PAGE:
Maps from interactive weather forecasting service Windy has revealed a huge weather system heading towards the British Isles. The Atlantic cyclone could be named the sixth storm of the year and if the Met Office deems the system powerful enough, it could become Storm Francis.
The criteria used by the Met Office for naming storms is based on the National Severe Weather Warnings service.
This is based on a combination of both the impact the weather may have, and the likelihood of those impacts occurring.
A storm will officially be named when it has the potential to cause an amber or red warning.
The weather maps from Windy shows the potential storm will smash into Britain on Tuesday, August 25.
According to the maps, winds could reach unto 70mph in southern parts of England as well as Ireland.
The weather system will not linger over the UK for long, and move offshore, heading towards the Netherlands, on Wednesday, August 26.
The system has also been identified by the Met Office, which has issued weather warnings for Tuesday and Wednesday across Wales and southern parts of England.
The weather service said: “A spell of strong winds is likely to develop across the southwest of England and Wales on Tuesday morning, before spreading east across other parts of England and Wales overnight, clearing into the North Sea on Wednesday afternoon.
“Gusts of wind are likely to exceed 50mph for quite a few places, with exposed coasts and hills seeing gusts in excess of 60 mph.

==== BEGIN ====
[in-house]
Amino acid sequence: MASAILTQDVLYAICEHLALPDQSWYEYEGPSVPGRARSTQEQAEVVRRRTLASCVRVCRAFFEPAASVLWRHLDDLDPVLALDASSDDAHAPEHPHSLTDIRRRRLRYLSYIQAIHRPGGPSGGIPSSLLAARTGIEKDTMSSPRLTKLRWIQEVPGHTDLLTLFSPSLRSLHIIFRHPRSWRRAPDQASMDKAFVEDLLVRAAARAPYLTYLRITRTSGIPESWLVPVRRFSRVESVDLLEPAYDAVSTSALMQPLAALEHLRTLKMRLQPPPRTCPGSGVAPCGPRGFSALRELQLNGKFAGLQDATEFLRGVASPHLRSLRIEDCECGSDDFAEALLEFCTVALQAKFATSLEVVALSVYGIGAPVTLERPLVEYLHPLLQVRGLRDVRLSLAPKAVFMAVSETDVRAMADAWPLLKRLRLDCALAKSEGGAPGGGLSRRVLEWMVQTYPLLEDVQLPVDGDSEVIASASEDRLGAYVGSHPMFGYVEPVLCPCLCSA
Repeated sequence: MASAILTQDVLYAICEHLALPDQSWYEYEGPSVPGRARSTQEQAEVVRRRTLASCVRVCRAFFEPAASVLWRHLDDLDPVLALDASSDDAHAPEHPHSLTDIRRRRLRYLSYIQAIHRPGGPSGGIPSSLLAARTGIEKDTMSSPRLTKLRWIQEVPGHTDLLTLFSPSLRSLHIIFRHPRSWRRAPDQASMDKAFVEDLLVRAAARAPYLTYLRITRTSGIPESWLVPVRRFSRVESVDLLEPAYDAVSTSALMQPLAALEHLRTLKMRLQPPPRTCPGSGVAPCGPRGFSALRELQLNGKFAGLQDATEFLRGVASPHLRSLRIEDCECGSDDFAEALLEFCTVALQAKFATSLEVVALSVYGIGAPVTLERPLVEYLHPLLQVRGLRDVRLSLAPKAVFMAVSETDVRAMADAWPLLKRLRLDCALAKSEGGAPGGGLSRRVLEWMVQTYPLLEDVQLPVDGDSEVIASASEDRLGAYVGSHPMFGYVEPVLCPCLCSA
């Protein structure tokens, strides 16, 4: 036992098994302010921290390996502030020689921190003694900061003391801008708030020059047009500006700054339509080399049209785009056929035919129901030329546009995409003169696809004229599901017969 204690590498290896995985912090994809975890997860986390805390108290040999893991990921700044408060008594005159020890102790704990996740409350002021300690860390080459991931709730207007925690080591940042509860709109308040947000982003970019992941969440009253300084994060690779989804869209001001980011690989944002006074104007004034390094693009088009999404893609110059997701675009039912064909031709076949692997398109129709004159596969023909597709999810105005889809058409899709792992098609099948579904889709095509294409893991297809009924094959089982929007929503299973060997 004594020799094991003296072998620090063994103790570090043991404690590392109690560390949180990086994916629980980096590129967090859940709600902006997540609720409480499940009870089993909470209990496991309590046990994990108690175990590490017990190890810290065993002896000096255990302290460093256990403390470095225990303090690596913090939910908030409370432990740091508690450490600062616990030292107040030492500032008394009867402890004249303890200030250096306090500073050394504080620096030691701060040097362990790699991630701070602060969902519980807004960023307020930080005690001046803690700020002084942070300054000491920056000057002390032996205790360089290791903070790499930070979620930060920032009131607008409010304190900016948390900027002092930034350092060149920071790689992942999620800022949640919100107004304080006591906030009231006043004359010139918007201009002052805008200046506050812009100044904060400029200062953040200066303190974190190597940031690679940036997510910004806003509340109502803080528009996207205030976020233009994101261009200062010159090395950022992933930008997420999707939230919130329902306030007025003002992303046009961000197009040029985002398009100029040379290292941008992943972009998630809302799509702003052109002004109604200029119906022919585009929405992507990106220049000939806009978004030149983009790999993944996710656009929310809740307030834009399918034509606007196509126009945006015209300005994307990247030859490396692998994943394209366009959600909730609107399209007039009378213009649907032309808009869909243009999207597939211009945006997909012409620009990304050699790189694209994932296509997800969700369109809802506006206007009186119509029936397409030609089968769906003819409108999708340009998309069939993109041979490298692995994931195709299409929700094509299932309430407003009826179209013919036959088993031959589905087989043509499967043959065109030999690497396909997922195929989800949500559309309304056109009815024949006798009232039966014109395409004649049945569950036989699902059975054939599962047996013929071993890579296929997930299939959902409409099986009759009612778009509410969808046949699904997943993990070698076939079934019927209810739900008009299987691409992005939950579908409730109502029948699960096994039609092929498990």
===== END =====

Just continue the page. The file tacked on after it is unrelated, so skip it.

“Whilst not exceptional, winds this strong are unusual for August, with possible transport disruption and impacts on outdoor activities.”
The Met Office notes short team loss of power and other service is possible.
It’s also likely “some coastal routes, sea fronts and coastal communities” will be affected by spray and large waves.
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Storm Ellen, which was named last week by the Irish Met Office, Met Eireann, formed due to an “unseasonably deep Atlantic low-pressure system”.
The powerful storm brought hurricane-force-winds and a gust of 79mph was recorded at Capel Curig in north Wales.
Ahead of the next windy system, however, comes a couple of calmer days.
On Sunday, showers will affect some areas, but the weather will be much less windy.
The Met Office writes of Sunday’s weather: “Most parts should see at least some sunshine, while some places stay dry, especially in parts of Scotland.
“However showers scattered around, more frequent and heavier through parts of Northern Ireland, Wales and northern and central England. Lighter winds generally.”
On Sunday evening, showers will face across some northern and eastern parts.
However, heavy rain could reach south Wales and southwest England.
Temperatures are also expected to drop in the coming days.
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